Lance Armstrong's Cancer Forum Suggestions
Craig Stoltz, former Health Editor of the Washington Post, weighs in with his thoughts on the Livestrong Presidential Cancer Forum.
The risk with any debate, forum, town hall meeting, or virtual digital interaction is the risk of a gas leak. Which is to say a rush of hot air, as candidates deliver their well-rehearsed bob-and-weave soundbites.
Today's Livestrong Presidential Cancer Forum--by permitting extended questioning and dialogue on a single issue in addition to prepared speeches--pulled at least a few details out of the candidate who participated.
Herewith, a few observations from Lance's cancer forum:
We're No. 1--or Not
A lot of people at the forum, including Lance Armstrong, repeated that cancer is the Number 1 killer in America. You have to wrestle the mortality stastics pretty hard to support that statement. In total deaths, heart disease still kills more people than cancer. But to declare one disease No. 1 is an unnecessary act of spin that cheapens the whole discussion.
The Kucinich Better-Sex Preventive Health Plan
Dennis Kucinich, who eats an animal-product-free diet, advocates a universal, Medicare-for-all plan. He focused more on environmental causes of cancer and prevention than the other candidates. As for his personal connection to prevention, he says his diet is responsible for increased health, strength and energy. The proof? "I'm 60, my wife is 29, you can draw your own conclusions."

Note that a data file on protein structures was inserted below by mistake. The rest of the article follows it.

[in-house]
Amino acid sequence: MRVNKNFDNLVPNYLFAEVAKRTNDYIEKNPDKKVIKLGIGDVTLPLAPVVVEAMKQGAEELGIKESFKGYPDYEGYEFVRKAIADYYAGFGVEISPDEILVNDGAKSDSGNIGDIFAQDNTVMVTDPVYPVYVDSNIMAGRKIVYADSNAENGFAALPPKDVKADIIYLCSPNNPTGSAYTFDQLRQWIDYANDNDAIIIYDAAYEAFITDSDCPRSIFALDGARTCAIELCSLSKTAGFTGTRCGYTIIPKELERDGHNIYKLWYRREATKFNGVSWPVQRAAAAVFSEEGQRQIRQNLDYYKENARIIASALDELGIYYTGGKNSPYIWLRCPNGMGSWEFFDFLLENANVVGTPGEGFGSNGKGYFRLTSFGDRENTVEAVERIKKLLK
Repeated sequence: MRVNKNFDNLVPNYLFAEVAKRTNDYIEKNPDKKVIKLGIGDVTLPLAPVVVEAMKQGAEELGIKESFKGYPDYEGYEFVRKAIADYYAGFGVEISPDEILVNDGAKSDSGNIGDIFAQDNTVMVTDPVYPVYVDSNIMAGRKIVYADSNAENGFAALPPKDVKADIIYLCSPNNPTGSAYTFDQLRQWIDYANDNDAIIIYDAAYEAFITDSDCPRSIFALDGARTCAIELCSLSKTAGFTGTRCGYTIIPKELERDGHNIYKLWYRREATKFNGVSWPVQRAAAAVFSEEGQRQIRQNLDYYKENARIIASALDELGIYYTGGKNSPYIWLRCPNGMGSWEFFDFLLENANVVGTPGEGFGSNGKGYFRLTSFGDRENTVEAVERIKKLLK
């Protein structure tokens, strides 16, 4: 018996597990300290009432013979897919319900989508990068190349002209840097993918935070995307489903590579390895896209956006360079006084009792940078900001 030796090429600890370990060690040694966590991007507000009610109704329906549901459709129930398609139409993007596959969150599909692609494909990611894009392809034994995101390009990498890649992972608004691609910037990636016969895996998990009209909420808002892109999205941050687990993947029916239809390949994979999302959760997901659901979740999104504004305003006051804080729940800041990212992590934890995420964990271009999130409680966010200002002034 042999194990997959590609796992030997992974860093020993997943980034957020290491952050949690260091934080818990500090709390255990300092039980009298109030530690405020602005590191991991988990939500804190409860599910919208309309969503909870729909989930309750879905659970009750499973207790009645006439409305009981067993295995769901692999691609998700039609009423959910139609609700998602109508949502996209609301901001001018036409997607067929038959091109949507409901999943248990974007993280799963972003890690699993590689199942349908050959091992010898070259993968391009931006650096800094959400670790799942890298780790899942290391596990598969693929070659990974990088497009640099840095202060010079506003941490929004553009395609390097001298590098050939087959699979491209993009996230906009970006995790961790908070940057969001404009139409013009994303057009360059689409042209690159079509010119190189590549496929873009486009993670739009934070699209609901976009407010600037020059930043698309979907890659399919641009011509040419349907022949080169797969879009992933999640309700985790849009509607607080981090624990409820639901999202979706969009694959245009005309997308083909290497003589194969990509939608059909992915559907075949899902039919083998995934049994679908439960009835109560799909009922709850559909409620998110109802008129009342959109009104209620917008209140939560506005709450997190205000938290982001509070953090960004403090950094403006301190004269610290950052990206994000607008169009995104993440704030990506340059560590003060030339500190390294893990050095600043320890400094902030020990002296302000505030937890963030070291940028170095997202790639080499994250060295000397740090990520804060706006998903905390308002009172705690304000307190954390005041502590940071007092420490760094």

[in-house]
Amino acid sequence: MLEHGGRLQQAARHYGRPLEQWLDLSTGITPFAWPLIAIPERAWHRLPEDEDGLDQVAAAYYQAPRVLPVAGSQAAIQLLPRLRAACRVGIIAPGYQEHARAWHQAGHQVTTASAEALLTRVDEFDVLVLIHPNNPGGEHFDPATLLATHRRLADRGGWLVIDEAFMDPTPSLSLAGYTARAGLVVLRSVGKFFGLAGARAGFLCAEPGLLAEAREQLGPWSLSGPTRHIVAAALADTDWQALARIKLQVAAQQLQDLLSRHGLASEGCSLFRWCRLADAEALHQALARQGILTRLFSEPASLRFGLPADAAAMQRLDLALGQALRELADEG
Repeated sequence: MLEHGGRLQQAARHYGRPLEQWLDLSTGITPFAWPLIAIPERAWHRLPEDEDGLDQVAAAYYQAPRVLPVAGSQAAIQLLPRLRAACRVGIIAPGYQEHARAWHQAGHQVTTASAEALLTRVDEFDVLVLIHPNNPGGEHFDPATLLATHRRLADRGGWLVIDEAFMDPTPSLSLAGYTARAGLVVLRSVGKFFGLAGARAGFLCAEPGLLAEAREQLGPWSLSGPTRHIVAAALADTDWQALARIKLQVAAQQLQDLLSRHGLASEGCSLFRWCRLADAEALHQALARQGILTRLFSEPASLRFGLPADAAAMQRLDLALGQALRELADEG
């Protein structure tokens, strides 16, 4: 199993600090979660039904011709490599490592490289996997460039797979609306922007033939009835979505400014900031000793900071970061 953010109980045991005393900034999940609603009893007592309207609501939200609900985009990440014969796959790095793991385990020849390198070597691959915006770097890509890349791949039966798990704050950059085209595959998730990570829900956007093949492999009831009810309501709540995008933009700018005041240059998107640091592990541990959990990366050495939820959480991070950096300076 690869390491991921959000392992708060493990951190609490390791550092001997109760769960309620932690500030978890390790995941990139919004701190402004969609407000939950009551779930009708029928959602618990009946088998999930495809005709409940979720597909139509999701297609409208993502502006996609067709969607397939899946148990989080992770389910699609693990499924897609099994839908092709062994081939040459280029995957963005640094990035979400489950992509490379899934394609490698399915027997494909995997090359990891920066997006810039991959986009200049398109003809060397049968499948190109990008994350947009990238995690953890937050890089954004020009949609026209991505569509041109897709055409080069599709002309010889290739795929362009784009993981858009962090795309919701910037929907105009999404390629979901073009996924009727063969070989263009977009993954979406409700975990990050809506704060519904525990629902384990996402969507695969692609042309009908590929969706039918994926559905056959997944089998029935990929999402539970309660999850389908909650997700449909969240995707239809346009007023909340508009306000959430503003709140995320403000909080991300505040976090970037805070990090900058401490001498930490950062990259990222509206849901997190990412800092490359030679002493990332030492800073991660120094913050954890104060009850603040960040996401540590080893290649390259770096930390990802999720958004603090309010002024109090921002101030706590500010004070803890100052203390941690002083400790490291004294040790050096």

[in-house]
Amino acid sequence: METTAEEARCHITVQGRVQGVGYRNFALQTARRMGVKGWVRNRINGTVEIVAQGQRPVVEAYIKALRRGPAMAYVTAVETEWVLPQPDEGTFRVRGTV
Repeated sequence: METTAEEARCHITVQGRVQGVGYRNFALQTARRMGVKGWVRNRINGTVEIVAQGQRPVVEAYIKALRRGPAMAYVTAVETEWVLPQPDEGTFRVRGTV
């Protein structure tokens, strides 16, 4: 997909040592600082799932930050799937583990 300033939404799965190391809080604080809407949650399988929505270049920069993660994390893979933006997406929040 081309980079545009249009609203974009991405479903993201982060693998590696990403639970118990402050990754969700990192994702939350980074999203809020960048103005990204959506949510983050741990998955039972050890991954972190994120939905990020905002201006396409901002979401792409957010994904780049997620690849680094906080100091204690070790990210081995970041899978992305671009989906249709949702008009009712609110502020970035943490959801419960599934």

Hillary Knows Health Care
You want health care wonkery? Hillary Clinton's cancer program, released to coincide with the forum, is an impressive bit of work by her policy shop. Read it, if you have a lot of time on your hands, and you'll learn a lot about the politics and policy behind U.S. cancer treatment and research program on cancer.
Those Who Do Not Remember History, etc.
Bill Richardson called for a "war on cancer," recalling John F. Kennedy's pledge to commit the country to land a man on the moon. Richardson appeared to be alone among the candidates by being unaware of an eerily similar pledge by Richard Nixon in 1971. Here you can read a self-serving National Cancer Institute report on that program and its results.
Edwards: Compelling Story, Few Details
Needless to say, John Edwards, whose wife Elizabeth is battling advanced breast cancer during the campaign, has the most compelling personal interest in the disease. In terms of his policy, however, his most original proposal was a call for a "national strategy for cancer survivorship." But his Web site includes only this undifferentiated general statement about his health care policies.
Oh, yes, and this: Co-moderator Chris Matthews of MSNBC has Type 2 diabetes. Who knew?
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